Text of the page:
At the age of 36, Sharlto Copley came out of nowhere to headline Neill Blomkamp’s 2009 surprise sci-fi smash “District 9.” In the four years since he’s racked up credits that would make seasoned Hollywood veterans jealous, appearing alongside everyone from Jodie Foster and Matt Damon to Angelina Jolie and Liam Neeson in big budget entertainments like “The A-Team” and the upcoming “Maleficent.” While he made his name by playing the hero of “District 9,” this year Copley proved he also makes a solid antagonist with leering and viscous turns in “Elysium” and Spike Lee’s “Oldboy” remake.
Indiewire caught up with the actor, who’s currently in the midst of shooting Blomkamp’s latest “Chappie” in Johannesburg, South Africa, to discuss his remarkable rise and year of going bad.
In “Chappie,” Neill Blomkamp’s next film, you’re once again playing the hero, but this year you turned to the dark side with your roles as the main villain in both “Elysium” and “Oldboy.” Was it a deliberate move on your part to show audiences you can play both the good and the bad guy?
I think it was a combination. I’m not particularly interested in playing villains. I do want to be a working actor, and I had to look at what was offered to me, what roles I could get, and what I could do with them.
“Oldboy” was real opportunity to stretch with in depth character acting, because to go from something like “The A-Team” to “Oldboy,” very few actors are given the opportunity to explore that kind of range.
Even though I’m not really drawn to putting those kind of darker characters out there, I think it’s an interesting acting challenge.
Adrian, the mysterious baddie in “Oldboy,” is one gleefully twisted guy. How did you work on embodying him?
There were a couple of things that were quite important. What I had from Spike originally was wanting him to be English and wanting him to have — and it was in script, obviously — the logic to behave the way that he did. He was a damaged human being. I think particularly in this version you see that everybody is damaged.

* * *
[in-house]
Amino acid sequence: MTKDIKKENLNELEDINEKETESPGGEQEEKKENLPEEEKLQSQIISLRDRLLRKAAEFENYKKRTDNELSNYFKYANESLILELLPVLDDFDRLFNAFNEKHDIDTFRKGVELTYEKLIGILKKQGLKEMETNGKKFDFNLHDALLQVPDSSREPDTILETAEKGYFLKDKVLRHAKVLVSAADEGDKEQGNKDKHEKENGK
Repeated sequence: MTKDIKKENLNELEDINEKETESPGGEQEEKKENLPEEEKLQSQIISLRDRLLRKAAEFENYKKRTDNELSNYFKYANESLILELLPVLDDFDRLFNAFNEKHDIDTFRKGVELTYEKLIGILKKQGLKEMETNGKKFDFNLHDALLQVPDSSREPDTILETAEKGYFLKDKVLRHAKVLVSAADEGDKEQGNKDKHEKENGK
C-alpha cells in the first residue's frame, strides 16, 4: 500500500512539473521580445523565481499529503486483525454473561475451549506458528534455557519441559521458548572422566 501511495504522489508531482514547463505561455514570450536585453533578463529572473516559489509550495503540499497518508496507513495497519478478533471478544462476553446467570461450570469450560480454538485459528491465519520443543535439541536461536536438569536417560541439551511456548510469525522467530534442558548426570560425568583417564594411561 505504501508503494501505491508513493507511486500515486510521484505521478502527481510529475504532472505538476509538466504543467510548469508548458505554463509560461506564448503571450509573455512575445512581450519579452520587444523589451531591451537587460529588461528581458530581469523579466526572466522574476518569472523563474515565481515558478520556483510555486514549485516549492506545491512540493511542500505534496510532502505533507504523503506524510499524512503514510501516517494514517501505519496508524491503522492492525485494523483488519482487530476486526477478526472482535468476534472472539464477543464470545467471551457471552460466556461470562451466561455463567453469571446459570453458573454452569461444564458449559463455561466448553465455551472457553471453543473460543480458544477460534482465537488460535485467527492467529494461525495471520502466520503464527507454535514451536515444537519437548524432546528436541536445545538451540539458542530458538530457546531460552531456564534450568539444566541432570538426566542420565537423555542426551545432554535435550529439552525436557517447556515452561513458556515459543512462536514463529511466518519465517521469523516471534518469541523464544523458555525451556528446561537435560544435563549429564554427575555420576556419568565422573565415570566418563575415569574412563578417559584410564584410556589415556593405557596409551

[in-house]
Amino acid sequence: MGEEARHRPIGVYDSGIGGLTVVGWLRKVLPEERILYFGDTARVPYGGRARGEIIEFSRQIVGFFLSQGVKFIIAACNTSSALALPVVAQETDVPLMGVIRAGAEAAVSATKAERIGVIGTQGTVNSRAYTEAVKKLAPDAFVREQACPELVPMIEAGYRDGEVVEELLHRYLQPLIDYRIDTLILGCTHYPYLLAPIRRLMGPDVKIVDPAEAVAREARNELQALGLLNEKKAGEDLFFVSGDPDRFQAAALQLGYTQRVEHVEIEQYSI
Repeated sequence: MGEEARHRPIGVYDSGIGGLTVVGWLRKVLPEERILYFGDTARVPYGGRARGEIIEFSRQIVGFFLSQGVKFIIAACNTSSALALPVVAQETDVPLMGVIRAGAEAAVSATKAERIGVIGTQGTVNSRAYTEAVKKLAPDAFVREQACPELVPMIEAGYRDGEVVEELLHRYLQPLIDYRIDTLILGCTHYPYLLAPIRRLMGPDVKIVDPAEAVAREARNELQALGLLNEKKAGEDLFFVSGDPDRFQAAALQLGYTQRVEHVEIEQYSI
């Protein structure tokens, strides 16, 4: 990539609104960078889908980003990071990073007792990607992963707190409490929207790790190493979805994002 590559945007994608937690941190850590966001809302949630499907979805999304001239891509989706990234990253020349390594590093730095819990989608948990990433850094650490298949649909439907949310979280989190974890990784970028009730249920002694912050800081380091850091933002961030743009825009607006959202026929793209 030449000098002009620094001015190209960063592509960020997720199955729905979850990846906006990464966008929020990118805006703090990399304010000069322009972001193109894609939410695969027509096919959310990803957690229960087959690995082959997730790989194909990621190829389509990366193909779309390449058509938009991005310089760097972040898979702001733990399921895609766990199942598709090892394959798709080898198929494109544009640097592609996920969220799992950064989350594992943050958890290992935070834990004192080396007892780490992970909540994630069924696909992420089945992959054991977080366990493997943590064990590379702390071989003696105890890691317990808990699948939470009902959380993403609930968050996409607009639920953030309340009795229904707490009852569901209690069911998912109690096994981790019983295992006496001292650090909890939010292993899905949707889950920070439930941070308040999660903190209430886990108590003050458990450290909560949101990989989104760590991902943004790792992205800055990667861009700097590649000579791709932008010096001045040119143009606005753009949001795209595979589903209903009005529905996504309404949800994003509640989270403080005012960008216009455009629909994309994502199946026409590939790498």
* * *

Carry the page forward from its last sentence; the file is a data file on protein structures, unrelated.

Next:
So it was finding the truth in that, taking somebody who could have been soft as a child and having him damaged by things that happened to him; that happens to everybody — this is obviously an extreme case. I think every soft child in the world gets damaged. All of us come into the world and get damaged. It’s just a matter of how much.
You’re coming at it from a place of truth in that sense, and then it was finding a voice that is interesting and creepy, which came very easily. The movement came a little harder. I spent a lot of time drilling myself. It was probably the most method that I’ve been of staying with the character certainly in the movements and the energy a lot off set, a lot at home. Spent a lot of time with my girlfriend coaching me, saying things like, “Your fingers aren’t lifting enough as you drink the tea cup.” Different mannerisms. I enjoyed that as an acting challenge.
I’m guessing your girlfriend didn’t enjoy the process.
[laughs] Not particularly. Thankfully she was very understanding and doesn’t mind the different guys that come home on all the different movies.
But yeah, this one with the long nails… although the nails were good tickling nails, but other than that they’re not very appealing [laughs]. I didn’t break any either, so that was interesting. They were tough. It was tough to live with nails that long.
I’ve never done so much grooming on myself as well. She would be like, “Okay I need the mirror.” I’m not one to do a lot of grooming so this was an enormous amount of personal grooming, keeping the beard right and the nails right, the body hair shaved to perfect lengths or gone.